Last week we saw headlines around the world that told people that 'vitamins kill'. ANH provides insight into how, it would appear, the Journal of the American Medical Association (JAMA) resorted to massaging previous studies to stop people taking vitamins.

By the ANH team

5 March 2007

On 28th February we saw headlines around the world once again condemning vitamin supplements. The stimulus? A Serbian doctor, Goran Bjelakovic, who was involved in an earlier canning job on vitamins – in 2004 on vitamin supplements for reducing risk of gastrointestinal cancers (Lancet 2004; 364: 1219–2Cool – somehow found himself doing it all over again. This time he published in the US-based Journal of the American Medical Association (JAMA). On both occasions, his papers triggered headlines around the world which appeared to have just one purpose: getting people to stop taking vitamin supplements.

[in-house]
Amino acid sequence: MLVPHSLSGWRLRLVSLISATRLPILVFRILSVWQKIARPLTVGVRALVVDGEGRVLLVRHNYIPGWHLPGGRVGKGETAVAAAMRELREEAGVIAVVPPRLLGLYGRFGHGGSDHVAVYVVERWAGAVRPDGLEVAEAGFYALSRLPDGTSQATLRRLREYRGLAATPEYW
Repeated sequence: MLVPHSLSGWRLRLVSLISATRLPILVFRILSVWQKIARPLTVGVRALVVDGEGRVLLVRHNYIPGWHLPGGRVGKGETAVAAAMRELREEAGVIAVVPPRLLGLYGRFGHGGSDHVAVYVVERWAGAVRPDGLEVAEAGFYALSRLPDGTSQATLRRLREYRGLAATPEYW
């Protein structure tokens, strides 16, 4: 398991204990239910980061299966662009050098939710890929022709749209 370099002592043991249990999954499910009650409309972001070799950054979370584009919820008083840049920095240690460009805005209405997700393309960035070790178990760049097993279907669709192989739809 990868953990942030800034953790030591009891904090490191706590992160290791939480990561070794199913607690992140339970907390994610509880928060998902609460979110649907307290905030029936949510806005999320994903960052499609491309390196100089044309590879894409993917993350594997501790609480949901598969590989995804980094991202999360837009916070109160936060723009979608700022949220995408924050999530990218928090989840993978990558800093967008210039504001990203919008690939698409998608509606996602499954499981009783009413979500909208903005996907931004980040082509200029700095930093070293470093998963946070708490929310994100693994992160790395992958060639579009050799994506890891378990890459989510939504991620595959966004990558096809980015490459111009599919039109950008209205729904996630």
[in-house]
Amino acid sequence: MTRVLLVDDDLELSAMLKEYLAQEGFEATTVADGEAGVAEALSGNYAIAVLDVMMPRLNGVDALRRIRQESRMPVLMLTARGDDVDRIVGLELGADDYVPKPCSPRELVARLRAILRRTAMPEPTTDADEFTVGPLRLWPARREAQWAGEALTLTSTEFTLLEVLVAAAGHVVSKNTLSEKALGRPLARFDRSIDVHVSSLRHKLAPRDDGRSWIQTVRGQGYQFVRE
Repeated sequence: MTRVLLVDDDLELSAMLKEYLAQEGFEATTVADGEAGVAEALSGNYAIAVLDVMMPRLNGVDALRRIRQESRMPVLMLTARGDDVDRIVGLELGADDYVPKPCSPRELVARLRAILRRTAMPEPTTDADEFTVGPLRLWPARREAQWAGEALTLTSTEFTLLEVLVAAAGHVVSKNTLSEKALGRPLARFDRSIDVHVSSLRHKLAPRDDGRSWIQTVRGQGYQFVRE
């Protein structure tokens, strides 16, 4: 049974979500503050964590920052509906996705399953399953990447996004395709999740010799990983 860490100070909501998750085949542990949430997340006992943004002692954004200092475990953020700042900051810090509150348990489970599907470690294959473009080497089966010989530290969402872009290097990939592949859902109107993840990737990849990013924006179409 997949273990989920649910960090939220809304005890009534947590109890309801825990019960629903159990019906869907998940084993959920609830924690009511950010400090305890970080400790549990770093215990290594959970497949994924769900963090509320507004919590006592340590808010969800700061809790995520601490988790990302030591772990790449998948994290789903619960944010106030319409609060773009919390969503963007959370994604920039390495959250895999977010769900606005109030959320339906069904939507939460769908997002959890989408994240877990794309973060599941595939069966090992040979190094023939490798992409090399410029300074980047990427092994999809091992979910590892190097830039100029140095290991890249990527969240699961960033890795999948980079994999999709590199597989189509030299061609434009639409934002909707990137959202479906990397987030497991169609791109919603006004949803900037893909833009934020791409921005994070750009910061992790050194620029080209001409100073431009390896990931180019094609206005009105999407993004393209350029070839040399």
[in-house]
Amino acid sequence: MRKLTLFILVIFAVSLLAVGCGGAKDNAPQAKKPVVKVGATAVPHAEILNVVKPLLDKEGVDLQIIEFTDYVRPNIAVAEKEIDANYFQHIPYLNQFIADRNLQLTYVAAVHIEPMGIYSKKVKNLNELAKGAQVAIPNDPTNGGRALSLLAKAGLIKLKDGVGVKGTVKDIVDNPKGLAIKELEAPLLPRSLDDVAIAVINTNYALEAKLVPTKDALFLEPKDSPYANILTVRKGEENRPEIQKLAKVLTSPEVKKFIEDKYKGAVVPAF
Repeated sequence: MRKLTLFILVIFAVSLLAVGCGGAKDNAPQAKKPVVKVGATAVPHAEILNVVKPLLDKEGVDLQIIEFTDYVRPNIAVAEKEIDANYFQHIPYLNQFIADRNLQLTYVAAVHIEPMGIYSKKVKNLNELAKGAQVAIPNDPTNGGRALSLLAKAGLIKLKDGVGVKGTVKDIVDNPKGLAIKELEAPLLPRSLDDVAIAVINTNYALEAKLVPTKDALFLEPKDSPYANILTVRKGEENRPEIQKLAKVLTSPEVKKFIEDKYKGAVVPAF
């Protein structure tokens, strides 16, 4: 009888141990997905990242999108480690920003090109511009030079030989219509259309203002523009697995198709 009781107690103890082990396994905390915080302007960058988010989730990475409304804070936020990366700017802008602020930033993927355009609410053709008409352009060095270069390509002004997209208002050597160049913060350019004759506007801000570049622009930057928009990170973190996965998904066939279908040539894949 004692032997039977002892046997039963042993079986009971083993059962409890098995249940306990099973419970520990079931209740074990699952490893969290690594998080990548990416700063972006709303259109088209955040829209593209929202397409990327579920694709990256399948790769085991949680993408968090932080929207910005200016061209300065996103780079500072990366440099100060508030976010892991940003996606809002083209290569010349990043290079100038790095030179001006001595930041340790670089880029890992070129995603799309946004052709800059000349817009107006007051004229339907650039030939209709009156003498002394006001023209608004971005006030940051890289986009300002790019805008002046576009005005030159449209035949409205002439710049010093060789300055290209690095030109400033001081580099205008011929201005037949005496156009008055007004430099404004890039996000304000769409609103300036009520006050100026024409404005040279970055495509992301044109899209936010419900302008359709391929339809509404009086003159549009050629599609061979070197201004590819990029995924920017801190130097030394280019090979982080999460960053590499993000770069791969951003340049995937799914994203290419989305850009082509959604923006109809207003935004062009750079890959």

Interestingly, in a bout of apparent schizophrenia for JAMA, Bjelakovic and colleagues’ views are fundamentally opposed to those of Fairfield and Fletcher published in the same journal some two years earlier (JAMA 2002; 287:3116-3126). Fairfield and Fletcher broke the long-standing anti-supplement agenda of the JAMA by supporting supplementation as a means of reducing risk of key chronic diseases. But it seems it’s now back to business as usual for JAMA.